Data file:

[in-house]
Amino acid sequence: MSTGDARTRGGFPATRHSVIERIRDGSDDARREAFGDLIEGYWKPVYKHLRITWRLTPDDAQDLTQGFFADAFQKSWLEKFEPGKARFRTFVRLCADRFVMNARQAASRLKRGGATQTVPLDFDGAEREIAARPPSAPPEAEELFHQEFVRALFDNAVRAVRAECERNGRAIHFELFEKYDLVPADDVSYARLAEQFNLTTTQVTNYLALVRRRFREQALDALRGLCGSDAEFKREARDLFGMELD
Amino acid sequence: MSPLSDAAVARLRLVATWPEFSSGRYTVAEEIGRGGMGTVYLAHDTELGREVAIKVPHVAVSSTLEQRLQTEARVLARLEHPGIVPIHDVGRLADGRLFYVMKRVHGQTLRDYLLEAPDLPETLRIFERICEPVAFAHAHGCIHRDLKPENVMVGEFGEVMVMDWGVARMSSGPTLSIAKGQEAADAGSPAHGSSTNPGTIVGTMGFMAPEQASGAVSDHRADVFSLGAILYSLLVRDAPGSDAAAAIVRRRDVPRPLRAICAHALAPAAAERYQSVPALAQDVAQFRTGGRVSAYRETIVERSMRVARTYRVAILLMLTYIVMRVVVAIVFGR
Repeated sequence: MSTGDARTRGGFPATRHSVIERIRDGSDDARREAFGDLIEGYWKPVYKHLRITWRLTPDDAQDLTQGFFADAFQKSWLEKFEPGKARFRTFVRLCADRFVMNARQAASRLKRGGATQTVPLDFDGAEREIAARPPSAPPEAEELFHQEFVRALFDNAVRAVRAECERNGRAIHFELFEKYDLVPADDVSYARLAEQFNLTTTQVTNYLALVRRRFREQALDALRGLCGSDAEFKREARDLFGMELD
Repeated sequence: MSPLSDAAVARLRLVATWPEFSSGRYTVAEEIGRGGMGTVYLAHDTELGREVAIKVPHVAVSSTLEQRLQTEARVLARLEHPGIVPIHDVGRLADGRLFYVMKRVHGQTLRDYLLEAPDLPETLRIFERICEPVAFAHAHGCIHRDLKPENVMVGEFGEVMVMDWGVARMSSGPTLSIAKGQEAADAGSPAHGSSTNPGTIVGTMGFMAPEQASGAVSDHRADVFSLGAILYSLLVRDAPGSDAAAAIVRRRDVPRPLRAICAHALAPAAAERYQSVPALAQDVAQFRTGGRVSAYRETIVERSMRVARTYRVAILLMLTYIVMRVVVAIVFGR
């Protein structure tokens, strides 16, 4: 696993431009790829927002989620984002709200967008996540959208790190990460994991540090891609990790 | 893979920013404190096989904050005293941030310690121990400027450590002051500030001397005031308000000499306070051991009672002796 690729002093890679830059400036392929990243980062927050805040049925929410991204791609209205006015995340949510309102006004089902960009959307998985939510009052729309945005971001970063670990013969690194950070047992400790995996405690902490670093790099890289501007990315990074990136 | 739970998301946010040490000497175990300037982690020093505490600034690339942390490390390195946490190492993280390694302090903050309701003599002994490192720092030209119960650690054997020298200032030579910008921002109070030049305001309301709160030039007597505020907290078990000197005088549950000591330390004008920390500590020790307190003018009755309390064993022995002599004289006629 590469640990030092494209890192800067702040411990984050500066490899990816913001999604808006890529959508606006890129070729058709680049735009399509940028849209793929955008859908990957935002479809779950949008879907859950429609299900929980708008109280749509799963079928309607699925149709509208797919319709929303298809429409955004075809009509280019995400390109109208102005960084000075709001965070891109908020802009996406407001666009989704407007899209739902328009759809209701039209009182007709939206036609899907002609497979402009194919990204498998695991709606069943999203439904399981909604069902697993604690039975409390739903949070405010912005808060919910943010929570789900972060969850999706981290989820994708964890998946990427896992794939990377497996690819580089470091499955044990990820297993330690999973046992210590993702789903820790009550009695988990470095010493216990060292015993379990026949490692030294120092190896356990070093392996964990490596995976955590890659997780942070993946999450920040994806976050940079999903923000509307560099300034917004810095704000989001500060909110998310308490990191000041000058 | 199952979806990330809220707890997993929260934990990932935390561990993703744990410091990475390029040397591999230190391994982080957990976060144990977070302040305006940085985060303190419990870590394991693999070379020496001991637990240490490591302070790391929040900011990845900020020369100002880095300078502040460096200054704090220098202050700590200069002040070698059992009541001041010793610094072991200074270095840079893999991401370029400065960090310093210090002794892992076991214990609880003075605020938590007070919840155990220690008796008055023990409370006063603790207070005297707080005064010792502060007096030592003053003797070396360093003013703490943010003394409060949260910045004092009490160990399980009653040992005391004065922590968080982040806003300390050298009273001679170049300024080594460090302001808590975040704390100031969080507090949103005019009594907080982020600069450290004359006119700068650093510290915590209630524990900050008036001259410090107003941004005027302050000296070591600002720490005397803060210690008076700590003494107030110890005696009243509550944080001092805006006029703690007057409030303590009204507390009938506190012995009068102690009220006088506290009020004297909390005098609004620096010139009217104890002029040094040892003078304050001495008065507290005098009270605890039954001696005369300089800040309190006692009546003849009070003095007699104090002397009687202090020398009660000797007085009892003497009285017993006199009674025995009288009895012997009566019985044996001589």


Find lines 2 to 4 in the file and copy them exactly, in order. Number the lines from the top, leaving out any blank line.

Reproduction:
Amino acid sequence: MSTGDARTRGGFPATRHSVIERIRDGSDDARREAFGDLIEGYWKPVYKHLRITWRLTPDDAQDLTQGFFADAFQKSWLEKFEPGKARFRTFVRLCADRFVMNARQAASRLKRGGATQTVPLDFDGAEREIAARPPSAPPEAEELFHQEFVRALFDNAVRAVRAECERNGRAIHFELFEKYDLVPADDVSYARLAEQFNLTTTQVTNYLALVRRRFREQALDALRGLCGSDAEFKREARDLFGMELD
Amino acid sequence: MSPLSDAAVARLRLVATWPEFSSGRYTVAEEIGRGGMGTVYLAHDTELGREVAIKVPHVAVSSTLEQRLQTEARVLARLEHPGIVPIHDVGRLADGRLFYVMKRVHGQTLRDYLLEAPDLPETLRIFERICEPVAFAHAHGCIHRDLKPENVMVGEFGEVMVMDWGVARMSSGPTLSIAKGQEAADAGSPAHGSSTNPGTIVGTMGFMAPEQASGAVSDHRADVFSLGAILYSLLVRDAPGSDAAAAIVRRRDVPRPLRAICAHALAPAAAERYQSVPALAQDVAQFRTGGRVSAYRETIVERSMRVARTYRVAILLMLTYIVMRVVVAIVFGR
Repeated sequence: MSTGDARTRGGFPATRHSVIERIRDGSDDARREAFGDLIEGYWKPVYKHLRITWRLTPDDAQDLTQGFFADAFQKSWLEKFEPGKARFRTFVRLCADRFVMNARQAASRLKRGGATQTVPLDFDGAEREIAARPPSAPPEAEELFHQEFVRALFDNAVRAVRAECERNGRAIHFELFEKYDLVPADDVSYARLAEQFNLTTTQVTNYLALVRRRFREQALDALRGLCGSDAEFKREARDLFGMELD